25 Foods That Should Never Make it Into Your Refrigerator

Proper food storage can help maintain the quality and flavor of products. Refrigeration comes in handy as it increases the shelf life of perishable products, however, we wrongly assume that it also maintains the quality of the products. In some cases, the cold temperatures of the refrigerator can interfere with the quality, texture, and flavor of certain kitchen staples.

Learn which 25 foods you should never refrigerate and when you can make exceptions for certain foods.


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Refrigerating bananas makes their skin go brown. Apples, peaches, apricots, nectarines, and citrus fruits lose their flavors when refrigerated. An unripe avocado will not ripen in the cold temperature. All these fruits should be kept in open baskets or dry, ventilated containers at room temperature. An unripe avocado goes in a paper bag until it ripens, then it goes into the fridge. Cut fruits can go in the fridge.


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Refrigeration will cause honey to become thick. Store it at room temperature and away from direct sunlight.


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Oils are used for preservation; they don’t need refrigeration. Putting oils in the fridge will cause them to thicken or solidify. However, you can refrigerate nut-based oils to increase their shelf life and prevent them from turning rancid.


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Refrigeration condenses coffee and reduces its flavor; hence coffee, whether grounded or whole, should be stored in an airtight container at room temperature.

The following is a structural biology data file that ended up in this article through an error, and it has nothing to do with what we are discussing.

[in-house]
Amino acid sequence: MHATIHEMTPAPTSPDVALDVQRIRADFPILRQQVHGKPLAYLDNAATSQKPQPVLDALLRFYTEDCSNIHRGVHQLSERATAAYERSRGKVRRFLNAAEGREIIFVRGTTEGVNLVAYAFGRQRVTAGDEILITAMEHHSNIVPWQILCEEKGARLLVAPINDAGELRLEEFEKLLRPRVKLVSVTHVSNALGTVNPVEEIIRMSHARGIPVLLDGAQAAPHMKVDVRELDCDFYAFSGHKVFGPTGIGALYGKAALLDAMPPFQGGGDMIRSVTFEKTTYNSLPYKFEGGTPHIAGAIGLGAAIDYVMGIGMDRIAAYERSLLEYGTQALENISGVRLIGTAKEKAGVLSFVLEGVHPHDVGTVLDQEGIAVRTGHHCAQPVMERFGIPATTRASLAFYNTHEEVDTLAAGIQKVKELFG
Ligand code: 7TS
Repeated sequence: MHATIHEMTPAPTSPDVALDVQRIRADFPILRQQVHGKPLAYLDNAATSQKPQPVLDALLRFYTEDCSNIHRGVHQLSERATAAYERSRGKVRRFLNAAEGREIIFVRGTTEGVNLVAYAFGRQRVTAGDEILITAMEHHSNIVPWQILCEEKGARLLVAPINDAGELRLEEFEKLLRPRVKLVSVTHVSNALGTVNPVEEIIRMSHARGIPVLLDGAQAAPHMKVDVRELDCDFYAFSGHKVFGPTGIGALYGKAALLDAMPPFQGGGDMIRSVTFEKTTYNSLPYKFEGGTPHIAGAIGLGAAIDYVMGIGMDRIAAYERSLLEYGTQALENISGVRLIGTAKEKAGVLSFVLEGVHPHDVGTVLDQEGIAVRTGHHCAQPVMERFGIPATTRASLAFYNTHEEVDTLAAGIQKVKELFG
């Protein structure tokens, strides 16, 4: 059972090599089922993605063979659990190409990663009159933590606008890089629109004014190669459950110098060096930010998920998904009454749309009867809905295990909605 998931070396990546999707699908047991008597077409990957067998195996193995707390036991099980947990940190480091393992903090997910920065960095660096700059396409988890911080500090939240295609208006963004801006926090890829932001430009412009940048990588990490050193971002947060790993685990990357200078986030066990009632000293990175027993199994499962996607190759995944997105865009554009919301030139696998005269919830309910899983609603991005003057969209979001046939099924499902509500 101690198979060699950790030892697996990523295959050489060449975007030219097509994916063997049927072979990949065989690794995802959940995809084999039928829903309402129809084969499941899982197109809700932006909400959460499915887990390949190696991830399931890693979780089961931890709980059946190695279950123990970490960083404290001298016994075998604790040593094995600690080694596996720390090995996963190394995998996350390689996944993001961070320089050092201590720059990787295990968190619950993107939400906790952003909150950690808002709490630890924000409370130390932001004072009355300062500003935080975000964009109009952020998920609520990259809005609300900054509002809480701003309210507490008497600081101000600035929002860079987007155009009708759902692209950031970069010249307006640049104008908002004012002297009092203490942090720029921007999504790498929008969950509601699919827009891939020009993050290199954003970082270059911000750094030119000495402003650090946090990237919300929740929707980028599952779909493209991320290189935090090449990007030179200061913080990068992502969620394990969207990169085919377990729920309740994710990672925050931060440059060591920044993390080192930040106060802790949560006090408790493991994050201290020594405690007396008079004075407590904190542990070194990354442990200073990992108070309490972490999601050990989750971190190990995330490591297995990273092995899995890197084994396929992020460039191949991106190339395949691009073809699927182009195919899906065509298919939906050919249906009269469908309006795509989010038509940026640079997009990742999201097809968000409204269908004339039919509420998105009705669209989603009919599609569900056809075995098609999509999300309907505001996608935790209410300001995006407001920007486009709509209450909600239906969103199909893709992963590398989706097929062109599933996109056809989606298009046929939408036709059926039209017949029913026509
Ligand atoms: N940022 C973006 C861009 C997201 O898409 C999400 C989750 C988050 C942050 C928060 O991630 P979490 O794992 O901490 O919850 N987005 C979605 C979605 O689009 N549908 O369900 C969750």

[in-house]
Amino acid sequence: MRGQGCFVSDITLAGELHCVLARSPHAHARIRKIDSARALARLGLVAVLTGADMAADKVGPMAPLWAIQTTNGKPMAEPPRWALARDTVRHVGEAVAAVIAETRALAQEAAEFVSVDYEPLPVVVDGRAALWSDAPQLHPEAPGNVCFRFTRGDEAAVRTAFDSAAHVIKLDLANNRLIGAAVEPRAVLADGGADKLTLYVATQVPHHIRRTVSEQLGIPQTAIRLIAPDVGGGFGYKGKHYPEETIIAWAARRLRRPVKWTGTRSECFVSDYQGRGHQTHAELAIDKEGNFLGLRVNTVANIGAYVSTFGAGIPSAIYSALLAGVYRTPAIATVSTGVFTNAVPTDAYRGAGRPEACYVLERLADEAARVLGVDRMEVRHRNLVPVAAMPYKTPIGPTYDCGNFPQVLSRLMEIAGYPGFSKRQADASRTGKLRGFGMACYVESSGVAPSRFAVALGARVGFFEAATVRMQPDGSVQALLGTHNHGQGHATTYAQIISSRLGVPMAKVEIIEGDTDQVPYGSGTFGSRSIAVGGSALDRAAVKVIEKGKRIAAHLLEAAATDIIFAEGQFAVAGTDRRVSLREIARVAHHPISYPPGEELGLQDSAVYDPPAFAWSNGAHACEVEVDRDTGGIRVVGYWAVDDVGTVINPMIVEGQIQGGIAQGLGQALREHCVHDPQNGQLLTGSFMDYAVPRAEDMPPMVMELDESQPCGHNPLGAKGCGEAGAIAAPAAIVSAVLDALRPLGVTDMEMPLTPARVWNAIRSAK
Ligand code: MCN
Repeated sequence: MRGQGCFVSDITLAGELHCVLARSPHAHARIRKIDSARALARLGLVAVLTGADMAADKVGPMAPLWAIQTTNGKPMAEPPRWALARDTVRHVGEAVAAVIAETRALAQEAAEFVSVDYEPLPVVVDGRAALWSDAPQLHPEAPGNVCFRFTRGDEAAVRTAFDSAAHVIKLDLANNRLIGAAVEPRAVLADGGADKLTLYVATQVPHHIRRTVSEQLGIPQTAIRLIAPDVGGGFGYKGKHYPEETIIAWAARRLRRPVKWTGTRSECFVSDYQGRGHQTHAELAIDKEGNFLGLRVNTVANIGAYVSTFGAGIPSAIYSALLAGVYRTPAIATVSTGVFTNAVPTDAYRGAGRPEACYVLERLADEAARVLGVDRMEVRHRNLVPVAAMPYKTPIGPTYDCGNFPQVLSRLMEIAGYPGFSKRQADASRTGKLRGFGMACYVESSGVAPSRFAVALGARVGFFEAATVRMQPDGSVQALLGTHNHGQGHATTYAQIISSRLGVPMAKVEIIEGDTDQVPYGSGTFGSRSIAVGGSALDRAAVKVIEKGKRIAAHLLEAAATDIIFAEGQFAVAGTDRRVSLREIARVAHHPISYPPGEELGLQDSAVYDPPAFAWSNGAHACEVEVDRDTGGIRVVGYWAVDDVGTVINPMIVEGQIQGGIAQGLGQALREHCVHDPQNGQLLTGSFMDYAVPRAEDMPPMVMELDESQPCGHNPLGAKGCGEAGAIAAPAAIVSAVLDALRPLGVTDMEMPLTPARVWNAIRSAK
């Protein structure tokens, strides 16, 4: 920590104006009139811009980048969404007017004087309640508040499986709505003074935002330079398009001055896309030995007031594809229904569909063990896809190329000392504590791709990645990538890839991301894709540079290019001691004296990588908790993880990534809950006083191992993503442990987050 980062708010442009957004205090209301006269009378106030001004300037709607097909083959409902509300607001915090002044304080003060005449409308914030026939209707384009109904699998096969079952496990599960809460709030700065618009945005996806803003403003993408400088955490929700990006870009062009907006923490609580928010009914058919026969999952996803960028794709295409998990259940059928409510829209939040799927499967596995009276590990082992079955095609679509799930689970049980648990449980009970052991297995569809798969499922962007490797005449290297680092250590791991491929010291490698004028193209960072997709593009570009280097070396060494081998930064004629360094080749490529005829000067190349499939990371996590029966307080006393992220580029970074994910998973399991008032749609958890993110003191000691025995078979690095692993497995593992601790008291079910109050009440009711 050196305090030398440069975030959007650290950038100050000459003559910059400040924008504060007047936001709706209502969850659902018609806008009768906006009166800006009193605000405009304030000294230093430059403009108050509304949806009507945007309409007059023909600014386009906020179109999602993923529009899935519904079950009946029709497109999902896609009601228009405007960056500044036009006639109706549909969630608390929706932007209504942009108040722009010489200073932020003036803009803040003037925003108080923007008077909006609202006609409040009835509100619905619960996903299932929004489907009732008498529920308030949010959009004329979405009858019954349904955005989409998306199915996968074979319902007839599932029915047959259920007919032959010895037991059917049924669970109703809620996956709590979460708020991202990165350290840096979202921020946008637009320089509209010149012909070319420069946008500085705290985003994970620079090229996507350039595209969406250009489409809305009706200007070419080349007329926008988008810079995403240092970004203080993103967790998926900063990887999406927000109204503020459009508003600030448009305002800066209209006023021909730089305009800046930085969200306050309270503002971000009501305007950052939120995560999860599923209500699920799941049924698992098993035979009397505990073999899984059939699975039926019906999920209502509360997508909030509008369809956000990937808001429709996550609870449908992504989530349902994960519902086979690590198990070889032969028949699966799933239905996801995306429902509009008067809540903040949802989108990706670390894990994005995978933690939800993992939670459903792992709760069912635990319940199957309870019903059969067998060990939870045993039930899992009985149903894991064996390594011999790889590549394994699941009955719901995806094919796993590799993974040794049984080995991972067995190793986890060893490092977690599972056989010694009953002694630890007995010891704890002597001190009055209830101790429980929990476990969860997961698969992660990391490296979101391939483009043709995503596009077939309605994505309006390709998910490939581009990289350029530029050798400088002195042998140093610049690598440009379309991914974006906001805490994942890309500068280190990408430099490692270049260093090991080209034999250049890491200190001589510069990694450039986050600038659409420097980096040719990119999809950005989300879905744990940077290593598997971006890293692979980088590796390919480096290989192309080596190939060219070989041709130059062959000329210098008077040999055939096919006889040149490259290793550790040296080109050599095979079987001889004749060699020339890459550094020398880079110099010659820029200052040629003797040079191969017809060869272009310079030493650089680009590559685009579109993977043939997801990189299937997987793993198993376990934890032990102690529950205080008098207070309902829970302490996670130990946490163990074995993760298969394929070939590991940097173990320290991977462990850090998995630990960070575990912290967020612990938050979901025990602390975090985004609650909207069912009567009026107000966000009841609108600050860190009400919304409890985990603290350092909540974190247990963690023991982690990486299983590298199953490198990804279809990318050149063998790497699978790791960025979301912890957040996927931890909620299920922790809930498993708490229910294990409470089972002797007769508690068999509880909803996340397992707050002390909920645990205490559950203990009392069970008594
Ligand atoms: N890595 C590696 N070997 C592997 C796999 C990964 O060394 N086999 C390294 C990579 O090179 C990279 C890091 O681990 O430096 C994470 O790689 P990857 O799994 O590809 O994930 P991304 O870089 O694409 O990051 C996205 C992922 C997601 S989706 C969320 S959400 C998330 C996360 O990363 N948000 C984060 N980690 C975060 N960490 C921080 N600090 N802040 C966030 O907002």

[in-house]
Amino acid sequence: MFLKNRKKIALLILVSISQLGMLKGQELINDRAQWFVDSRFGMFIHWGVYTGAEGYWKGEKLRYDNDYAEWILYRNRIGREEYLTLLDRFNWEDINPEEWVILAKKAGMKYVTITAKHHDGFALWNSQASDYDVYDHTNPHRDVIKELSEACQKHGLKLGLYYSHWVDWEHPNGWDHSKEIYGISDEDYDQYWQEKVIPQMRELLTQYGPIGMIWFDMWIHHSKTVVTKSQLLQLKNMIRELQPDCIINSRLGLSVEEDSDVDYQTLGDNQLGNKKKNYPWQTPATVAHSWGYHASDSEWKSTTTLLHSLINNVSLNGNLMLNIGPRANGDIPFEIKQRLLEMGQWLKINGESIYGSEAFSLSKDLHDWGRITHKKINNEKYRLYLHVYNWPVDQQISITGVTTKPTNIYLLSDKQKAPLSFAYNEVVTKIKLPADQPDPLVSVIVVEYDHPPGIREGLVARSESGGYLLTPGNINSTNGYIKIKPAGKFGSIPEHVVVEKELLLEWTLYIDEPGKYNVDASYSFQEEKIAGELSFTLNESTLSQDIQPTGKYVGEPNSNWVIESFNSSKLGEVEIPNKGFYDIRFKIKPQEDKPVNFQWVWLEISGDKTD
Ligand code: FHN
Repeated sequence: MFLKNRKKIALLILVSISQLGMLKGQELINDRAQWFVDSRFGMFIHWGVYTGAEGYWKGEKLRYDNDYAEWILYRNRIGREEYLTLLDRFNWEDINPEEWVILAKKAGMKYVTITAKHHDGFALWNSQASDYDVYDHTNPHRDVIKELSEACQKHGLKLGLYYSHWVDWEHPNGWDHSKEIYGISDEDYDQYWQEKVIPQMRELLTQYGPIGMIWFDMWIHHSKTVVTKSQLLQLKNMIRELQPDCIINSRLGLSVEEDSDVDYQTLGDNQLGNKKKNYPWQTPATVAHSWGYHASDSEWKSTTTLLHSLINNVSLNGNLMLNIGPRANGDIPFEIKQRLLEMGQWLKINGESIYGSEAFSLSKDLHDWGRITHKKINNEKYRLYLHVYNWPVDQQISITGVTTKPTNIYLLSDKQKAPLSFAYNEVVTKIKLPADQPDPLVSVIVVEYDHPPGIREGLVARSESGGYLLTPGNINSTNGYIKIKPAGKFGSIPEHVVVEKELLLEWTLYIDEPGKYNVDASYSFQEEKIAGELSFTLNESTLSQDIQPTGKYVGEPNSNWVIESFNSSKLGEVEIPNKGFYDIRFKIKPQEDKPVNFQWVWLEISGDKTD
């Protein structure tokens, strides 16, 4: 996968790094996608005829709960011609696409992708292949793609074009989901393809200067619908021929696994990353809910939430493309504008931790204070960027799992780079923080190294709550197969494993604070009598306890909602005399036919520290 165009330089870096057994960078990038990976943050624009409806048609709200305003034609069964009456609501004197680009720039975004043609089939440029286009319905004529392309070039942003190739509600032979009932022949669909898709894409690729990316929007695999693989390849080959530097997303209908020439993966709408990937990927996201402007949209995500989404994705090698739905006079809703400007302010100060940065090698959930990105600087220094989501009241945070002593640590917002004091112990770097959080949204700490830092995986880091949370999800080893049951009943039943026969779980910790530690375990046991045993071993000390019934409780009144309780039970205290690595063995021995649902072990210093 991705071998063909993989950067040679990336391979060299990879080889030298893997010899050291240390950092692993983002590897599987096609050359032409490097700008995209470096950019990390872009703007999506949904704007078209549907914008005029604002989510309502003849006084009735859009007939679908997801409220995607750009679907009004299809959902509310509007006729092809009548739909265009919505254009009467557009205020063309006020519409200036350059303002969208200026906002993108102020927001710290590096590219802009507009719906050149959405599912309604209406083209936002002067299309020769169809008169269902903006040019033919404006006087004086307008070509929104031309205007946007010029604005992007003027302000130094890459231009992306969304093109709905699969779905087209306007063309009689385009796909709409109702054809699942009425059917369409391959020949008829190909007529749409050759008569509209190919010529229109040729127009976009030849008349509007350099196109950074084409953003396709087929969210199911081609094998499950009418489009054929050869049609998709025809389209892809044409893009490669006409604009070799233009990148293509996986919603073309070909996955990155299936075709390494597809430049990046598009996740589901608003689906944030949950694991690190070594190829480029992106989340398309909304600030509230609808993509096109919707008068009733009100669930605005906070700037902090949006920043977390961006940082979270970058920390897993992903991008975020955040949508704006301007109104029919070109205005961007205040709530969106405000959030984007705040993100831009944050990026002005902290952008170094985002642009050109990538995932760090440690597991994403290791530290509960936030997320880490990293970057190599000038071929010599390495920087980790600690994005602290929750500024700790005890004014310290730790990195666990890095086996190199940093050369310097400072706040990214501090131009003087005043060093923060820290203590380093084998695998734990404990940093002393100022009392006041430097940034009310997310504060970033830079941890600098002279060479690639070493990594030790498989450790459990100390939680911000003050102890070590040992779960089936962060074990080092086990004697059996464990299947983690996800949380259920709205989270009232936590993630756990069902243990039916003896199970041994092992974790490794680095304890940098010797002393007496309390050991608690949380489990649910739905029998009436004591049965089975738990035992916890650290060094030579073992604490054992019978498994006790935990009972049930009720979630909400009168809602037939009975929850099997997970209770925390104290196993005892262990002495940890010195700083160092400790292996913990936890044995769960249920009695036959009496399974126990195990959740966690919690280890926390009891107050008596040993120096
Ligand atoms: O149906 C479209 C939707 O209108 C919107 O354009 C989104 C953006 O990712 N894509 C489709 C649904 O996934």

Breakfast Cereals

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Breakfast cereals fare better outside the fridge. So let them stay outside in an airtight container.


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The cold temperature of the fridge can cause tomatoes to lose flavor and become mushy. Store them at room temperature in a dry, well-ventilated container.


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Putting bread in the fridge makes it dry. Store it in a bread box for 4-5 days to eat fresh slices, then refrigerate the leftover. However, homemade breads, low-gluten, or gluten-free breads go in the refrigerator to prevent molding.


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Butter is best kept and enjoyed at room temperature. But if you stay in a warm environment, put it in the fridge and take out a couple of sticks just before eating.


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The moisture from the fridge can convert the starch in potatoes into sugars making them taste unnaturally sweet. Store them in an open basket or a ventilated container, away from direct light to prevent sprouting.


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Whole melons like watermelons, cantaloupes, and honeydews should be kept at room temperature to help their antioxidants to stay intact. Once cut or sliced, store them in the refrigerator.


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Onions can get soft and moldy in the fridge due to moisture. They should be stored at room temperature and where they get sufficient air to remain dry. Cut onions go in the refrigerator.


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Whole garlic bulbs and unpeeled cloves should be kept at room temperature because refrigeration can make them rubbery. On the other hand, peeled garlic cloves should be refrigerated as they can sometimes develop mold.

Fresh Herbs